Homicide victim reportedly had ties to slain Hamilton mob boss
LONDON, ONT. -- As London police continue to investigate the circumstances around the killing of an Ingersoll, Ont. man, multiple reports say he was linked to a known mobster who was recently gunned down.
Grant Edward Norton, 59, was known to be a business associate of widely-recognized Hamilton mob boss Pat Musitano.
Norton was reported missing by his family on July 12, and seven days later his remains were discovered in a wooded lot near Jacqueline and Ada Streets in London’s Chelsea Green neighbourhood.
A post mortem examination was needed to confirm the remains were Norton, and to rule the death a homicide.
Musitano had been shot to death in broad daylight on July 10 in Burlington, Ont.
Peter Edwards has written extensively on organized crime in Ontario as an author and journalist with the Toronto Star.
“They were both involved in a gravel hauling company that had gotten into a lot of trouble and there was trouble with investors, with employees, with environmental people and so they, they had that sort of connection, “ said Edwards. “[Norton] wasn't a gangster but he was bumping up against one.”
The company, Havana Group Supplies, was under intense scrutiny for its business practices, especially in the Niagara region.
Edwards says Musitano ruled the Hamilton mob with an iron fist. “Pat was a very, very heavy-handed guy. A lot of people act tough when they're hanging around someone like that and then when that person is gone they're all of a sudden vulnerable.”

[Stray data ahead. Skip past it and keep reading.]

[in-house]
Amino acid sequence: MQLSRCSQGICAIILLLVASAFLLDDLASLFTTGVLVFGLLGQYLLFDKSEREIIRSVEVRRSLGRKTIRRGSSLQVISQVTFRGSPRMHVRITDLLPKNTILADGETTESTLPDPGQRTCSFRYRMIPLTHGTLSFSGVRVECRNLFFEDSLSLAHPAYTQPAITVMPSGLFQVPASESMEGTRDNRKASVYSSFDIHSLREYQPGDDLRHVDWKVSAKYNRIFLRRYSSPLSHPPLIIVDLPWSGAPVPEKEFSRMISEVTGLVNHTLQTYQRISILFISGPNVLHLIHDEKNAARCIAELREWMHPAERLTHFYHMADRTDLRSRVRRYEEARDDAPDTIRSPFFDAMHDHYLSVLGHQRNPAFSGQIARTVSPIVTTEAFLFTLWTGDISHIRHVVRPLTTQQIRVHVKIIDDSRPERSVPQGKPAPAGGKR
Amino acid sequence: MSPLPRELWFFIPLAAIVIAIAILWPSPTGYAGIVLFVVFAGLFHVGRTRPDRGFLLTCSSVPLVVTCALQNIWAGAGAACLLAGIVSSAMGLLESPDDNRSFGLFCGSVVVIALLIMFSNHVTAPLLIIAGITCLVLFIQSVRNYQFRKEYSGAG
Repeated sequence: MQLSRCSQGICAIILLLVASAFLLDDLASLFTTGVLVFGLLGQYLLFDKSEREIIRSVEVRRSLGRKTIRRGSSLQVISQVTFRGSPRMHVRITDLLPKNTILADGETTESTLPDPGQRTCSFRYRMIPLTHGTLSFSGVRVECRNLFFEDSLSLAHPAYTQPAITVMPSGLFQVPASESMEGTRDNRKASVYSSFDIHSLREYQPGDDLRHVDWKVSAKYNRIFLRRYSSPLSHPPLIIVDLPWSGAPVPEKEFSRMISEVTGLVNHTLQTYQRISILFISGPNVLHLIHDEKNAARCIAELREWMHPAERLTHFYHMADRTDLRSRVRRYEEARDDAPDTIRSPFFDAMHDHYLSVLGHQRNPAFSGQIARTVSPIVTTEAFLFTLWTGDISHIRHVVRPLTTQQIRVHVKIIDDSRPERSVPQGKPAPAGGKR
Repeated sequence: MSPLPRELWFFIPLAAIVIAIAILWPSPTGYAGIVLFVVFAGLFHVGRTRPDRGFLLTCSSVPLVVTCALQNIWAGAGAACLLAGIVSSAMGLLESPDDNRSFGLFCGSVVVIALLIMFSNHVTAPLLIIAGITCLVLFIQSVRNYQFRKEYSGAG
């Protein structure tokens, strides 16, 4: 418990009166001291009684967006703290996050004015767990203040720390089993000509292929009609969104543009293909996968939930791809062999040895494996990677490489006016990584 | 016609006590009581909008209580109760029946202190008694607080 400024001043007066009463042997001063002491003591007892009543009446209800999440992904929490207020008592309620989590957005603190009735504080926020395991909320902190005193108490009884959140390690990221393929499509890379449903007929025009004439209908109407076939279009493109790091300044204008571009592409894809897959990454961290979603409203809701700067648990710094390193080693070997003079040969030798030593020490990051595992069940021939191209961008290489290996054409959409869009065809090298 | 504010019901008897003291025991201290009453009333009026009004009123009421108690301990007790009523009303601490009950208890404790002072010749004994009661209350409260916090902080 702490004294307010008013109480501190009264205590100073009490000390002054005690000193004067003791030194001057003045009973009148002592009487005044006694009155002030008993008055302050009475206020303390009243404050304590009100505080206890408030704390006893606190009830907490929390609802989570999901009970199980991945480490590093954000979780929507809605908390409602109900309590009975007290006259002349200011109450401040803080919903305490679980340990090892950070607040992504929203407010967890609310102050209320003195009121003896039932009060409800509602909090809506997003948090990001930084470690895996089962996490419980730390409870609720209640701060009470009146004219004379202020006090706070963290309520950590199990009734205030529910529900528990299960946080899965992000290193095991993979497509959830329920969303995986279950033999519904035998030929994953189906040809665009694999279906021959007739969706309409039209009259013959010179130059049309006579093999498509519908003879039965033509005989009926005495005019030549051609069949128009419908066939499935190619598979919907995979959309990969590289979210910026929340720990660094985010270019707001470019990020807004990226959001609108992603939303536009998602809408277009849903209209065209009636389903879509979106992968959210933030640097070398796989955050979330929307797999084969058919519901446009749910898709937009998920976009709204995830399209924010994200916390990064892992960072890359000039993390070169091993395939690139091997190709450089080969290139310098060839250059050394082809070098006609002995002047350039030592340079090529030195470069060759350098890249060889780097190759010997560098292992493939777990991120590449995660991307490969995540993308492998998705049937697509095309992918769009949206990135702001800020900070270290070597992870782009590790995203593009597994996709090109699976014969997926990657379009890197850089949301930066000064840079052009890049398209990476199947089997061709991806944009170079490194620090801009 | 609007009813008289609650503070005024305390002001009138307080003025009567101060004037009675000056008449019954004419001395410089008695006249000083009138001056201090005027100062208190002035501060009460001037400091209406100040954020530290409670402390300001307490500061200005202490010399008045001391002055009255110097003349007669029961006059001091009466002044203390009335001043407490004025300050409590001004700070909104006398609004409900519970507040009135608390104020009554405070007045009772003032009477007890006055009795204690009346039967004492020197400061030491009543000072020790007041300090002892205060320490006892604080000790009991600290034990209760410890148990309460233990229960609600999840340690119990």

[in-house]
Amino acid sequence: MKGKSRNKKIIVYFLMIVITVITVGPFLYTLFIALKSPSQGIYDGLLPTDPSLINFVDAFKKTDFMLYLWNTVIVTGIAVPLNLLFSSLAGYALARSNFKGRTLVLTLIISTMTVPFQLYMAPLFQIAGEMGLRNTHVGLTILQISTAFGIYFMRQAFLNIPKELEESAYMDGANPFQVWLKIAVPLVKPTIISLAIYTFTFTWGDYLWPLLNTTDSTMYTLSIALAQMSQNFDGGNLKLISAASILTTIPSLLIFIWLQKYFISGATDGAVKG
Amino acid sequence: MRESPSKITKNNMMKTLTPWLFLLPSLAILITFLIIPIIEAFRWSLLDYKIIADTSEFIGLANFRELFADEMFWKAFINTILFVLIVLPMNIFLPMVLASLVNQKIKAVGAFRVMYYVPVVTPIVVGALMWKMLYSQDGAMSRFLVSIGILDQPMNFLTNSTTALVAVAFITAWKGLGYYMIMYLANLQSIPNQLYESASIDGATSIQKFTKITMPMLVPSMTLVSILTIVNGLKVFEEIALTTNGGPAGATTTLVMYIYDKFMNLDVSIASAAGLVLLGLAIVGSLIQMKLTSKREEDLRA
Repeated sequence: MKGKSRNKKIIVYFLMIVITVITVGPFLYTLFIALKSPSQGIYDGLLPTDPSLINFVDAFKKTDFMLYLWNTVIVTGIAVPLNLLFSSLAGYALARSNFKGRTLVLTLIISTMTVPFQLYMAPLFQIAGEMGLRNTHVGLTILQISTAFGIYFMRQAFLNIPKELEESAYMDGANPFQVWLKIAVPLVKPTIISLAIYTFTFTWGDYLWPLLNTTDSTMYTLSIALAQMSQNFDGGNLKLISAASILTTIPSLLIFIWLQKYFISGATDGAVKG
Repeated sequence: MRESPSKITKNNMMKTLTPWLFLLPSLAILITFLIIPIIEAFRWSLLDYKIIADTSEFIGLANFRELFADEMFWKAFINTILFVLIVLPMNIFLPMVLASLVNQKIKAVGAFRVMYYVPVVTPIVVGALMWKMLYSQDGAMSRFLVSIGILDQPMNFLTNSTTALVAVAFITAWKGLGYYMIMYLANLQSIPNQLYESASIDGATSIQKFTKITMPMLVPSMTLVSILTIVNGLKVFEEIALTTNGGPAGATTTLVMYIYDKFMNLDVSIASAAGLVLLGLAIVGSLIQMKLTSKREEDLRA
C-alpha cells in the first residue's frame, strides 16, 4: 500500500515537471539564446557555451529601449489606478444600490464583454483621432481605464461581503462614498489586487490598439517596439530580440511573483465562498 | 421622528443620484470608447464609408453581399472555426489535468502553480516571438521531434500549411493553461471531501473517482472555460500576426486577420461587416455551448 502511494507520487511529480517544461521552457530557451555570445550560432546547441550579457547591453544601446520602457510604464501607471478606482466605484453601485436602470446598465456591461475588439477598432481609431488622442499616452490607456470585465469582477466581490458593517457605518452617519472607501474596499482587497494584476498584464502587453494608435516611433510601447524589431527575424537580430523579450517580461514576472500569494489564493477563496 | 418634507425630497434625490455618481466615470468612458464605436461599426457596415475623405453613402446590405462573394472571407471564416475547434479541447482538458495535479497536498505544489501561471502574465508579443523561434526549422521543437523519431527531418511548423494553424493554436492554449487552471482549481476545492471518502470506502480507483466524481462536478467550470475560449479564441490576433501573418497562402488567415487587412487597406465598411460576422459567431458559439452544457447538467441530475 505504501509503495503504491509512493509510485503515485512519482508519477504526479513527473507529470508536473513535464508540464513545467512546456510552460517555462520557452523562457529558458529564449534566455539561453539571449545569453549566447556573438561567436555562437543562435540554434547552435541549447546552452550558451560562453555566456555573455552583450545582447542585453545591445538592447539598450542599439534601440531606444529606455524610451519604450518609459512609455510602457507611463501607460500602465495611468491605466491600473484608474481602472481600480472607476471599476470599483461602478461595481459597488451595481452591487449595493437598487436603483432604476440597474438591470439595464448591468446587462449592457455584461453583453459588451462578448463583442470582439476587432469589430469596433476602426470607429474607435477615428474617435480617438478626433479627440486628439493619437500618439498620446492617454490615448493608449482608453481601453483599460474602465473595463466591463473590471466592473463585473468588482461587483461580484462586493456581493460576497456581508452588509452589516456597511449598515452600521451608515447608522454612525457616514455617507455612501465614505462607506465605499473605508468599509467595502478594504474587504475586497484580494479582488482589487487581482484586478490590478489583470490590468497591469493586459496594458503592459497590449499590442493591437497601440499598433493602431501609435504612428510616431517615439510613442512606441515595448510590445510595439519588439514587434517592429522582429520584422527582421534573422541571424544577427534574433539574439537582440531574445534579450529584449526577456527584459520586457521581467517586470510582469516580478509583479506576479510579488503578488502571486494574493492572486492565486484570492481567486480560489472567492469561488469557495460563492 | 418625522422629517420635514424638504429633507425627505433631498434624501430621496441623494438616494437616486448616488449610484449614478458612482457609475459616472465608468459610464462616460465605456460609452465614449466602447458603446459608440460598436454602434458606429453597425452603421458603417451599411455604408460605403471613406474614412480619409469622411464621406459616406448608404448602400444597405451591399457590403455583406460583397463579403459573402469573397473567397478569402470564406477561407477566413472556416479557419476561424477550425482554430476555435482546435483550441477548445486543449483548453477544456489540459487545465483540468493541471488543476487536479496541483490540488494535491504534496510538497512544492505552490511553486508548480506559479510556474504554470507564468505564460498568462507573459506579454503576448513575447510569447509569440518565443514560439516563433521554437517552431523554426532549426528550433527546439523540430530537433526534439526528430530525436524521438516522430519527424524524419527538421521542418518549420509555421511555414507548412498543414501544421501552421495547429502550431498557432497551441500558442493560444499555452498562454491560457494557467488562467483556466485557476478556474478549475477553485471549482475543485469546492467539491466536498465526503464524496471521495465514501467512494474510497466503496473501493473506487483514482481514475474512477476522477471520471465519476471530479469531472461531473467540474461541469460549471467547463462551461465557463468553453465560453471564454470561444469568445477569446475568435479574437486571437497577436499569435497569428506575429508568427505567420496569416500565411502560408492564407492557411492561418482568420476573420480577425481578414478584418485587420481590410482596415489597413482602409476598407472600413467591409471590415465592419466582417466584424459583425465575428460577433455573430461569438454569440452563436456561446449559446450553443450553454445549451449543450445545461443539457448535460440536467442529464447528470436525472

In March it was reported that Norton was wanted by officers in London, Waterloo Region and Niagara. He was facing charges of fraud, theft and uttering threats.
Niagara police confirm their Central Fraud Unit arrested Norton in June 2019.
Online, Norton describes himself as single, a Christian, a father and a grandfather.
“He was accused of violating environmental laws, accused of being connected to a company that had a lot of people working for it that weren't being paid,” Edwards added.
As they search for those responsible, London police’s Major Crimes Section is still collecting evidence.
Right now they are concentrating their efforts in this area behind 20 Adelaide St. S., which is not far from where Norton was found.
Don Taylor lives next door to the crime scene.
“I’m scared,” said Taylor. “This area is known for their drug trafficking, the thefts, the break and enters, the fires and at some point you know there's going to be some stabbings, murders, somethings going to happen.”
Police are not releasing Norton’s cause of death and at this point Edwards believes there will be more mob bloodshed.
“I don't think this is the end of it,” he said. “I think this is like chapter one, chapter two maybe.”